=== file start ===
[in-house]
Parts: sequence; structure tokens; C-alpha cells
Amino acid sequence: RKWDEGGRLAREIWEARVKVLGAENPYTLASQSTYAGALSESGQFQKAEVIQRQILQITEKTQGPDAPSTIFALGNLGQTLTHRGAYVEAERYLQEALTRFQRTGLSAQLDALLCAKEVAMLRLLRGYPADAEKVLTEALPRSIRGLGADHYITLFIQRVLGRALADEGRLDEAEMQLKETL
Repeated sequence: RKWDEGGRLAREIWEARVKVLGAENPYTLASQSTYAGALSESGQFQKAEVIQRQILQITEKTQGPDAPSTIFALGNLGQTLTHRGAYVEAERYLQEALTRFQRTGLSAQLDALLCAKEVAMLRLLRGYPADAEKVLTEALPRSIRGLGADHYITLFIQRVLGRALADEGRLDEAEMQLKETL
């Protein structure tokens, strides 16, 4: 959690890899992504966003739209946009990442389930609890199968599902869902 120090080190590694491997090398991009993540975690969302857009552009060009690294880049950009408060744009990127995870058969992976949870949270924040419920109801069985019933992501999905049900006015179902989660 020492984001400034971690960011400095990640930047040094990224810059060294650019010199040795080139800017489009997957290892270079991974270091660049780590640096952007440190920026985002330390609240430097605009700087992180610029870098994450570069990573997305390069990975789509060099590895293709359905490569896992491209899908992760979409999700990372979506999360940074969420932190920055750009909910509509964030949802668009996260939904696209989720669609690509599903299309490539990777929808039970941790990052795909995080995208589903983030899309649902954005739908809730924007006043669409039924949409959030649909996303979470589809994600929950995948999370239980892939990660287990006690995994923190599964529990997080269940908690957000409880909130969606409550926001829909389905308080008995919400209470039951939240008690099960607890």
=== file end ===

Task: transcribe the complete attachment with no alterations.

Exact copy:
[in-house]
Parts: sequence; structure tokens; C-alpha cells
Amino acid sequence: RKWDEGGRLAREIWEARVKVLGAENPYTLASQSTYAGALSESGQFQKAEVIQRQILQITEKTQGPDAPSTIFALGNLGQTLTHRGAYVEAERYLQEALTRFQRTGLSAQLDALLCAKEVAMLRLLRGYPADAEKVLTEALPRSIRGLGADHYITLFIQRVLGRALADEGRLDEAEMQLKETL
Repeated sequence: RKWDEGGRLAREIWEARVKVLGAENPYTLASQSTYAGALSESGQFQKAEVIQRQILQITEKTQGPDAPSTIFALGNLGQTLTHRGAYVEAERYLQEALTRFQRTGLSAQLDALLCAKEVAMLRLLRGYPADAEKVLTEALPRSIRGLGADHYITLFIQRVLGRALADEGRLDEAEMQLKETL
């Protein structure tokens, strides 16, 4: 959690890899992504966003739209946009990442389930609890199968599902869902 120090080190590694491997090398991009993540975690969302857009552009060009690294880049950009408060744009990127995870058969992976949870949270924040419920109801069985019933992501999905049900006015179902989660 020492984001400034971690960011400095990640930047040094990224810059060294650019010199040795080139800017489009997957290892270079991974270091660049780590640096952007440190920026985002330390609240430097605009700087992180610029870098994450570069990573997305390069990975789509060099590895293709359905490569896992491209899908992760979409999700990372979506999360940074969420932190920055750009909910509509964030949802668009996260939904696209989720669609690509599903299309490539990777929808039970941790990052795909995080995208589903983030899309649902954005739908809730924007006043669409039924949409959030649909996303979470589809994600929950995948999370239980892939990660287990006690995994923190599964529990997080269940908690957000409880909130969606409550926001829909389905308080008995919400209470039951939240008690099960607890």